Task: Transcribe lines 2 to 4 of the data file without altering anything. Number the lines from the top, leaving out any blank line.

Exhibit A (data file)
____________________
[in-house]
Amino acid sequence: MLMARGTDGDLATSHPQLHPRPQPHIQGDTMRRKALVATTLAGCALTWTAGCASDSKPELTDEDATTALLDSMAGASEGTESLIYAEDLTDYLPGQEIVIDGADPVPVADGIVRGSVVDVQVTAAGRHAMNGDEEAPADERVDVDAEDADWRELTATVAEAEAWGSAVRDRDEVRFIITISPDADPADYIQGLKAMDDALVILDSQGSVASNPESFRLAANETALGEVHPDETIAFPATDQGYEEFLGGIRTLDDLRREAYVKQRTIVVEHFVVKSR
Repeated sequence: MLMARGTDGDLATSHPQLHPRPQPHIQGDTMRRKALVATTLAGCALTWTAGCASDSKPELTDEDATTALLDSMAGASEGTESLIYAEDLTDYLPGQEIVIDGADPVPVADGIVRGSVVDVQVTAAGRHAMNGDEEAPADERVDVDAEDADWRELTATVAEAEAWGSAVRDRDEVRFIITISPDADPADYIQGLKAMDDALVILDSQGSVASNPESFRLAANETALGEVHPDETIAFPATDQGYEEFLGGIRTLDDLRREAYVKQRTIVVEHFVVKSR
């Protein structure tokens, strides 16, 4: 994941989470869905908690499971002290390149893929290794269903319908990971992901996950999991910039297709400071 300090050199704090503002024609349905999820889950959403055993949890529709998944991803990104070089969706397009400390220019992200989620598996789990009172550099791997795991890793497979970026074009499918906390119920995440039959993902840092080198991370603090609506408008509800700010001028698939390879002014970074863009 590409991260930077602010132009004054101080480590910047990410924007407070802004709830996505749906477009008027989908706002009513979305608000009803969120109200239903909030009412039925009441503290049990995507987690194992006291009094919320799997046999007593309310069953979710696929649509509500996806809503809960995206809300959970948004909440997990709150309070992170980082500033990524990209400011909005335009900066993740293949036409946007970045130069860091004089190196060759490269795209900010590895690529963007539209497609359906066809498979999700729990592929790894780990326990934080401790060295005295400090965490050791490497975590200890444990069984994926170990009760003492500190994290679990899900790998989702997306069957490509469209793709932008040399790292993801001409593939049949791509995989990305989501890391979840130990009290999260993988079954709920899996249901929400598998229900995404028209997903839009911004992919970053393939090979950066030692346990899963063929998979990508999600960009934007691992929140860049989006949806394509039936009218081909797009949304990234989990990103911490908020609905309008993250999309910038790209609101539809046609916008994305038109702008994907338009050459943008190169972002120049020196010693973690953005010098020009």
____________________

Amino acid sequence: MLMARGTDGDLATSHPQLHPRPQPHIQGDTMRRKALVATTLAGCALTWTAGCASDSKPELTDEDATTALLDSMAGASEGTESLIYAEDLTDYLPGQEIVIDGADPVPVADGIVRGSVVDVQVTAAGRHAMNGDEEAPADERVDVDAEDADWRELTATVAEAEAWGSAVRDRDEVRFIITISPDADPADYIQGLKAMDDALVILDSQGSVASNPESFRLAANETALGEVHPDETIAFPATDQGYEEFLGGIRTLDDLRREAYVKQRTIVVEHFVVKSR
Repeated sequence: MLMARGTDGDLATSHPQLHPRPQPHIQGDTMRRKALVATTLAGCALTWTAGCASDSKPELTDEDATTALLDSMAGASEGTESLIYAEDLTDYLPGQEIVIDGADPVPVADGIVRGSVVDVQVTAAGRHAMNGDEEAPADERVDVDAEDADWRELTATVAEAEAWGSAVRDRDEVRFIITISPDADPADYIQGLKAMDDALVILDSQGSVASNPESFRLAANETALGEVHPDETIAFPATDQGYEEFLGGIRTLDDLRREAYVKQRTIVVEHFVVKSR
């Protein structure tokens, strides 16, 4: 994941989470869905908690499971002290390149893929290794269903319908990971992901996950999991910039297709400071 300090050199704090503002024609349905999820889950959403055993949890529709998944991803990104070089969706397009400390220019992200989620598996789990009172550099791997795991890793497979970026074009499918906390119920995440039959993902840092080198991370603090609506408008509800700010001028698939390879002014970074863009 590409991260930077602010132009004054101080480590910047990410924007407070802004709830996505749906477009008027989908706002009513979305608000009803969120109200239903909030009412039925009441503290049990995507987690194992006291009094919320799997046999007593309310069953979710696929649509509500996806809503809960995206809300959970948004909440997990709150309070992170980082500033990524990209400011909005335009900066993740293949036409946007970045130069860091004089190196060759490269795209900010590895690529963007539209497609359906066809498979999700729990592929790894780990326990934080401790060295005295400090965490050791490497975590200890444990069984994926170990009760003492500190994290679990899900790998989702997306069957490509469209793709932008040399790292993801001409593939049949791509995989990305989501890391979840130990009290999260993988079954709920899996249901929400598998229900995404028209997903839009911004992919970053393939090979950066030692346990899963063929998979990508999600960009934007691992929140860049989006949806394509039936009218081909797009949304990234989990990103911490908020609905309008993250999309910038790209609101539809046609916008994305038109702008994907338009050459943008190169972002120049020196010693973690953005010098020009």